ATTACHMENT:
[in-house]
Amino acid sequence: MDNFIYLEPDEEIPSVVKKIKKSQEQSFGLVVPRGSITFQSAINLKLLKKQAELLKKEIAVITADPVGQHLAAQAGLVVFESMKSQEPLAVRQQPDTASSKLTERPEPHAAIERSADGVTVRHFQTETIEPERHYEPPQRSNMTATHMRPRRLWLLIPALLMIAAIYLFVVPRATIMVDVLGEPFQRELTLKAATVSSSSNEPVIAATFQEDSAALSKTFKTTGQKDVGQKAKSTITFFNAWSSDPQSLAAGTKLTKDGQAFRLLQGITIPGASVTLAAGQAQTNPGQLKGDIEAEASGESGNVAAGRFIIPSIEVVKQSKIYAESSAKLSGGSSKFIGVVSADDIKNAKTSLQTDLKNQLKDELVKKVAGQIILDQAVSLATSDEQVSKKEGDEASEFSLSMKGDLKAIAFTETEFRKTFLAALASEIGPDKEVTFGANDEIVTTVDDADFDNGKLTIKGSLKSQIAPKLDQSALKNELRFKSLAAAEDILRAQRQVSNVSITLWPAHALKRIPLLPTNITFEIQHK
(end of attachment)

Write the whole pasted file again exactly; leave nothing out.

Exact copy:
[in-house]
Amino acid sequence: MDNFIYLEPDEEIPSVVKKIKKSQEQSFGLVVPRGSITFQSAINLKLLKKQAELLKKEIAVITADPVGQHLAAQAGLVVFESMKSQEPLAVRQQPDTASSKLTERPEPHAAIERSADGVTVRHFQTETIEPERHYEPPQRSNMTATHMRPRRLWLLIPALLMIAAIYLFVVPRATIMVDVLGEPFQRELTLKAATVSSSSNEPVIAATFQEDSAALSKTFKTTGQKDVGQKAKSTITFFNAWSSDPQSLAAGTKLTKDGQAFRLLQGITIPGASVTLAAGQAQTNPGQLKGDIEAEASGESGNVAAGRFIIPSIEVVKQSKIYAESSAKLSGGSSKFIGVVSADDIKNAKTSLQTDLKNQLKDELVKKVAGQIILDQAVSLATSDEQVSKKEGDEASEFSLSMKGDLKAIAFTETEFRKTFLAALASEIGPDKEVTFGANDEIVTTVDDADFDNGKLTIKGSLKSQIAPKLDQSALKNELRFKSLAAAEDILRAQRQVSNVSITLWPAHALKRIPLLPTNITFEIQHK